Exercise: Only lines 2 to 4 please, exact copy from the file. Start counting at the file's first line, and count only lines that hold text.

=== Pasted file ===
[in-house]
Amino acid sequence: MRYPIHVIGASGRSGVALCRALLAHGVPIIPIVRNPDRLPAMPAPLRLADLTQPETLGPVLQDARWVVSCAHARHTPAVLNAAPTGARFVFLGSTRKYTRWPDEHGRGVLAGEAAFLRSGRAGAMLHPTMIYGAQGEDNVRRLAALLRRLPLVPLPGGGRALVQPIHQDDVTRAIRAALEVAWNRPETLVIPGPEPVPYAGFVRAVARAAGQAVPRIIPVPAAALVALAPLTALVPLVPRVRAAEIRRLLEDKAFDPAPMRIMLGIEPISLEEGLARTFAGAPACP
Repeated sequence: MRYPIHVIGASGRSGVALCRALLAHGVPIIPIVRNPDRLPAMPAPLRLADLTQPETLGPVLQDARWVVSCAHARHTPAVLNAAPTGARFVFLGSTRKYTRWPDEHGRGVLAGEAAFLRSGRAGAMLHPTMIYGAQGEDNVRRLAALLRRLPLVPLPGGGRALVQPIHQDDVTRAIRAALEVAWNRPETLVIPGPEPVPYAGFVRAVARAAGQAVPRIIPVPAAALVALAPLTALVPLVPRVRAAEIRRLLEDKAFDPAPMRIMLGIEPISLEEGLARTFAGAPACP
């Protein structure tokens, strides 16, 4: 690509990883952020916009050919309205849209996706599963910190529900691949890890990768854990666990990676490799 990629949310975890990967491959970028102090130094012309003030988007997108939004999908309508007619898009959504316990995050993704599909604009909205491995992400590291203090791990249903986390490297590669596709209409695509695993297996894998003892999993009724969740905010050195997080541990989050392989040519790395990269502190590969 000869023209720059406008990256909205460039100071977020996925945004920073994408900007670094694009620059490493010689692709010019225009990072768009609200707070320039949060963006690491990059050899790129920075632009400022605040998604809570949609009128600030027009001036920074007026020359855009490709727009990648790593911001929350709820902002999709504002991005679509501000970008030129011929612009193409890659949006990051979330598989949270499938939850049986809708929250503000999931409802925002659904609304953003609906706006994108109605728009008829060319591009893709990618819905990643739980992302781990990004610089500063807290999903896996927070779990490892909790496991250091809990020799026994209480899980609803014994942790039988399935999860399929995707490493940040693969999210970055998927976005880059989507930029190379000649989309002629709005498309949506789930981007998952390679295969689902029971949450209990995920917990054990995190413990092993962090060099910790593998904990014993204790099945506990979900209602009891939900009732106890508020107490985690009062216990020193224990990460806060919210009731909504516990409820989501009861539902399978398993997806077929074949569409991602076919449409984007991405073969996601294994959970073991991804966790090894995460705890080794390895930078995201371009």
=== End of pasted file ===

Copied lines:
Amino acid sequence: MRYPIHVIGASGRSGVALCRALLAHGVPIIPIVRNPDRLPAMPAPLRLADLTQPETLGPVLQDARWVVSCAHARHTPAVLNAAPTGARFVFLGSTRKYTRWPDEHGRGVLAGEAAFLRSGRAGAMLHPTMIYGAQGEDNVRRLAALLRRLPLVPLPGGGRALVQPIHQDDVTRAIRAALEVAWNRPETLVIPGPEPVPYAGFVRAVARAAGQAVPRIIPVPAAALVALAPLTALVPLVPRVRAAEIRRLLEDKAFDPAPMRIMLGIEPISLEEGLARTFAGAPACP
Repeated sequence: MRYPIHVIGASGRSGVALCRALLAHGVPIIPIVRNPDRLPAMPAPLRLADLTQPETLGPVLQDARWVVSCAHARHTPAVLNAAPTGARFVFLGSTRKYTRWPDEHGRGVLAGEAAFLRSGRAGAMLHPTMIYGAQGEDNVRRLAALLRRLPLVPLPGGGRALVQPIHQDDVTRAIRAALEVAWNRPETLVIPGPEPVPYAGFVRAVARAAGQAVPRIIPVPAAALVALAPLTALVPLVPRVRAAEIRRLLEDKAFDPAPMRIMLGIEPISLEEGLARTFAGAPACP
């Protein structure tokens, strides 16, 4: 690509990883952020916009050919309205849209996706599963910190529900691949890890990768854990666990990676490799 990629949310975890990967491959970028102090130094012309003030988007997108939004999908309508007619898009959504316990995050993704599909604009909205491995992400590291203090791990249903986390490297590669596709209409695509695993297996894998003892999993009724969740905010050195997080541990989050392989040519790395990269502190590969 000869023209720059406008990256909205460039100071977020996925945004920073994408900007670094694009620059490493010689692709010019225009990072768009609200707070320039949060963006690491990059050899790129920075632009400022605040998604809570949609009128600030027009001036920074007026020359855009490709727009990648790593911001929350709820902002999709504002991005679509501000970008030129011929612009193409890659949006990051979330598989949270499938939850049986809708929250503000999931409802925002659904609304953003609906706006994108109605728009008829060319591009893709990618819905990643739980992302781990990004610089500063807290999903896996927070779990490892909790496991250091809990020799026994209480899980609803014994942790039988399935999860399929995707490493940040693969999210970055998927976005880059989507930029190379000649989309002629709005498309949506789930981007998952390679295969689902029971949450209990995920917990054990995190413990092993962090060099910790593998904990014993204790099945506990979900209602009891939900009732106890508020107490985690009062216990020193224990990460806060919210009731909504516990409820989501009861539902399978398993997806077929074949569409991602076919449409984007991405073969996601294994959970073991991804966790090894995460705890080794390895930078995201371009």